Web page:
Colgate-Palmolive recently was found to be mostly responsible for the mesothelioma cancer of a Santa Barbara CA woman who once worked in a cosmetics manufacturing plant. The company was ordered to pay out a total of $13 million, including $1.4 million to her husband for medical bills, pain and suffering, and economic losses.
The woman was exposed to asbestos fibers in the company’s products that contained talcum powder, including the product Cashmere Bouquet. Talc is one of the softest minerals and is used in many cosmetics and pharmaceuticals. Settlements have been paid in the past to factory workers who worked with talcum powder.
The plaintiffs in this case had tests performed on talcum powder from the company, including samples from products 50 years old as well as newly made products. Asbestos fibers were found in the products made decades ago that were made at the factory at which the woman in the suit worked.
The jury in this case deliberated for two hours and concluded that Colgate-Palmolive had been negligent in how it designed and manufactured Cashmere Bouquet and did not disclose the dangers of the powder to its workers.
Our personal injury lawyers at our Virginia legal practice often work on mesothelioma cases that usually involved former railroad and train company workers. Just as with the above case, many railroad companies have hidden the truth about the dangers of working in a railroad and train environment.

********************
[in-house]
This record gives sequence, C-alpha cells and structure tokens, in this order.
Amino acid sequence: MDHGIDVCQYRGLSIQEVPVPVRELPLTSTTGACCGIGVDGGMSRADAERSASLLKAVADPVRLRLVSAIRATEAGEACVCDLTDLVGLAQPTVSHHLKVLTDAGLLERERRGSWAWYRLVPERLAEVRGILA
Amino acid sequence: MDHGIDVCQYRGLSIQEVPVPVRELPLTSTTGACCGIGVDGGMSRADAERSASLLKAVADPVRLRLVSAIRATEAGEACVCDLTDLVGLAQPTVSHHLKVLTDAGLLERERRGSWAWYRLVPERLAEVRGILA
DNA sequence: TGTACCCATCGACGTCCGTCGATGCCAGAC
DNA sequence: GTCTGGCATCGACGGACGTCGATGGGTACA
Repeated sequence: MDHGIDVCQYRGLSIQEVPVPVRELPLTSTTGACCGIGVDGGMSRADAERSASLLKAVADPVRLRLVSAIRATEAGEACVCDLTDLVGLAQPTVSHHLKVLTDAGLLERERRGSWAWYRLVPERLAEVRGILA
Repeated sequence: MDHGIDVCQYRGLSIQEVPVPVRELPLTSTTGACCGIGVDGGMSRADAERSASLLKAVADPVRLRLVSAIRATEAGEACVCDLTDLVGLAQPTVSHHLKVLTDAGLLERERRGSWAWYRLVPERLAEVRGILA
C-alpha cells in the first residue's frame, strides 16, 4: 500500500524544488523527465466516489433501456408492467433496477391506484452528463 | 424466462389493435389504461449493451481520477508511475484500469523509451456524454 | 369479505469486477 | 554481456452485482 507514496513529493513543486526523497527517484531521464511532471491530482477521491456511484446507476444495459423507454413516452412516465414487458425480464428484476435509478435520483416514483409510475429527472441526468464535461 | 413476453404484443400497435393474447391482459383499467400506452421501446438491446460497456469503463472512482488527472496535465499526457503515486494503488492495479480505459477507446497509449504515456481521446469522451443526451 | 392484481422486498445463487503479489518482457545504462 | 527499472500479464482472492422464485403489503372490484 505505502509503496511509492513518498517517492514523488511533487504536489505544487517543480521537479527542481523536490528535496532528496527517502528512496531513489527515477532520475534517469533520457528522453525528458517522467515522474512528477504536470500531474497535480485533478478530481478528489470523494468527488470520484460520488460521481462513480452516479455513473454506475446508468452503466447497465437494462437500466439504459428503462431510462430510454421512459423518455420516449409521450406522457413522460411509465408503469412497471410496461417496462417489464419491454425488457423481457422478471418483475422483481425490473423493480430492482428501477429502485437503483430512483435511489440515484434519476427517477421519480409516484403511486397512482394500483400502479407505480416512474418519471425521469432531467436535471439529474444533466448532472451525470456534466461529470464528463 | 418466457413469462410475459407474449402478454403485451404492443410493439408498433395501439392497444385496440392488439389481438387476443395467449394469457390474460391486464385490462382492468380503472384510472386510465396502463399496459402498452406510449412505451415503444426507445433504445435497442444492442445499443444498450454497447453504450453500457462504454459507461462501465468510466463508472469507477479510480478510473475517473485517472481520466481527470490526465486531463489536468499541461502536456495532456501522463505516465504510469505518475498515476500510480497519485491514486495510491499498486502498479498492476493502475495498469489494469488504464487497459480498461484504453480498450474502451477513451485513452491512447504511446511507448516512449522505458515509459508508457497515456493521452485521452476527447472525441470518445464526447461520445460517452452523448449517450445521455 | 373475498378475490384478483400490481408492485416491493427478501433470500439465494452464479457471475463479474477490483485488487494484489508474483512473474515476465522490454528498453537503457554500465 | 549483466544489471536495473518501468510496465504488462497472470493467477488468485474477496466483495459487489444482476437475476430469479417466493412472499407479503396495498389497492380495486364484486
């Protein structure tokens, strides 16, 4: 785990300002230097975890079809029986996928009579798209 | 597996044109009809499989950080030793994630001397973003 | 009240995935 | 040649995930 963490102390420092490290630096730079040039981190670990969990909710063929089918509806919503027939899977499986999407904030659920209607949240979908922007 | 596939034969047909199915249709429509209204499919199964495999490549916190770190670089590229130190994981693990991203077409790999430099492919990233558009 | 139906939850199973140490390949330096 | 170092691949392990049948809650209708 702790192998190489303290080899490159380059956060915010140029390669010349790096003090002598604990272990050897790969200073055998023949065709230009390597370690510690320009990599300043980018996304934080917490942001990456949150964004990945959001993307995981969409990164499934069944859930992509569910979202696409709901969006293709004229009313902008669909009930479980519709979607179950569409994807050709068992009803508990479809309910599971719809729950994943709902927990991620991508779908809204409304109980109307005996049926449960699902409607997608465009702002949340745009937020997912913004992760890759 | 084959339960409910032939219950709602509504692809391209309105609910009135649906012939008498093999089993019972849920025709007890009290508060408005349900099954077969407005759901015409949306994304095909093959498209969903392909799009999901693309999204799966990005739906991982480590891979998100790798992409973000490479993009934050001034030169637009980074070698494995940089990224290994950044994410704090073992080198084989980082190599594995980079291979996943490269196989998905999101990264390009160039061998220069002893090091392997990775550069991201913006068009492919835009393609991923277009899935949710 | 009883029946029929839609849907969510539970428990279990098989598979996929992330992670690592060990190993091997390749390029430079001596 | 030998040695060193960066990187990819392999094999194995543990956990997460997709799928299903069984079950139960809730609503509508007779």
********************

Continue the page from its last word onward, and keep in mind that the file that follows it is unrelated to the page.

Many crew cabs of diesel engines and other train-related workplaces were in the past laden with asbestos. Long term exposure to that substance can lead to mesothelioma years later, which is a horrible lung cancer that cannot be cured. Long term exposure to diesel fumes also can lead to lung cancer.
Our client in one case worked with a railroad for 35 years, and was exposed to asbestos and diesel fumes in diesel engines. He also thought he was exposed to asbestos fibers in hotels that he stayed in as part of his employment. He eventually developed mesothelioma, and our legal team led by Richard Shapiro eventually reached a confidential settlement in the case with the railroad company.